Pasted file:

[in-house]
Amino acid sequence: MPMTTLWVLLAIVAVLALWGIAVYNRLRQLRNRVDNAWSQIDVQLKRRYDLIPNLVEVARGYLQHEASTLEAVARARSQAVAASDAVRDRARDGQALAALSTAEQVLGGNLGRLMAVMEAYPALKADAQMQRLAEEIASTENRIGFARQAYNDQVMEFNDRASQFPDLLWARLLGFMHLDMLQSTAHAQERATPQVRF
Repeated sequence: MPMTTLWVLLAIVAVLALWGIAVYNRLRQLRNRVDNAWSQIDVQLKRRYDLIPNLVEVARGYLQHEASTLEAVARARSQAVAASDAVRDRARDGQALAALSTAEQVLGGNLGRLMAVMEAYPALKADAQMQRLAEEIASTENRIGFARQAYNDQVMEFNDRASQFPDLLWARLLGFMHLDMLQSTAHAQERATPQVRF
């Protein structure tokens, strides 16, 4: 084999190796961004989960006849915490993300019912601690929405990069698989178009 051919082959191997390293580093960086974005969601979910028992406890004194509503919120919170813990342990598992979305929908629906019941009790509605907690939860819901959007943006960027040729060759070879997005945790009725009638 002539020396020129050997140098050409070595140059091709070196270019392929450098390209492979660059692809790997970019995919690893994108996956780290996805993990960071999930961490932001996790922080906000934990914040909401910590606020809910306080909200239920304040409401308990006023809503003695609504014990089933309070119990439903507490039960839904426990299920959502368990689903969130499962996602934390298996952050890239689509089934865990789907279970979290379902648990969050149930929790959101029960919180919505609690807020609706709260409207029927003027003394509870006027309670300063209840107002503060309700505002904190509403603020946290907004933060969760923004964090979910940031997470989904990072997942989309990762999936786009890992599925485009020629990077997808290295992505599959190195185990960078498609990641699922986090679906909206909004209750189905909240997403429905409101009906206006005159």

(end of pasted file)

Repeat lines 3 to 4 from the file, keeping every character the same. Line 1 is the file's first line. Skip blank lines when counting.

Repeated sequence: MPMTTLWVLLAIVAVLALWGIAVYNRLRQLRNRVDNAWSQIDVQLKRRYDLIPNLVEVARGYLQHEASTLEAVARARSQAVAASDAVRDRARDGQALAALSTAEQVLGGNLGRLMAVMEAYPALKADAQMQRLAEEIASTENRIGFARQAYNDQVMEFNDRASQFPDLLWARLLGFMHLDMLQSTAHAQERATPQVRF
């Protein structure tokens, strides 16, 4: 084999190796961004989960006849915490993300019912601690929405990069698989178009 051919082959191997390293580093960086974005969601979910028992406890004194509503919120919170813990342990598992979305929908629906019941009790509605907690939860819901959007943006960027040729060759070879997005945790009725009638 002539020396020129050997140098050409070595140059091709070196270019392929450098390209492979660059692809790997970019995919690893994108996956780290996805993990960071999930961490932001996790922080906000934990914040909401910590606020809910306080909200239920304040409401308990006023809503003695609504014990089933309070119990439903507490039960839904426990299920959502368990689903969130499962996602934390298996952050890239689509089934865990789907279970979290379902648990969050149930929790959101029960919180919505609690807020609706709260409207029927003027003394509870006027309670300063209840107002503060309700505002904190509403603020946290907004933060969760923004964090979910940031997470989904990072997942989309990762999936786009890992599925485009020629990077997808290295992505599959190195185990960078498609990641699922986090679906909206909004209750189905909240997403429905409101009906206006005159």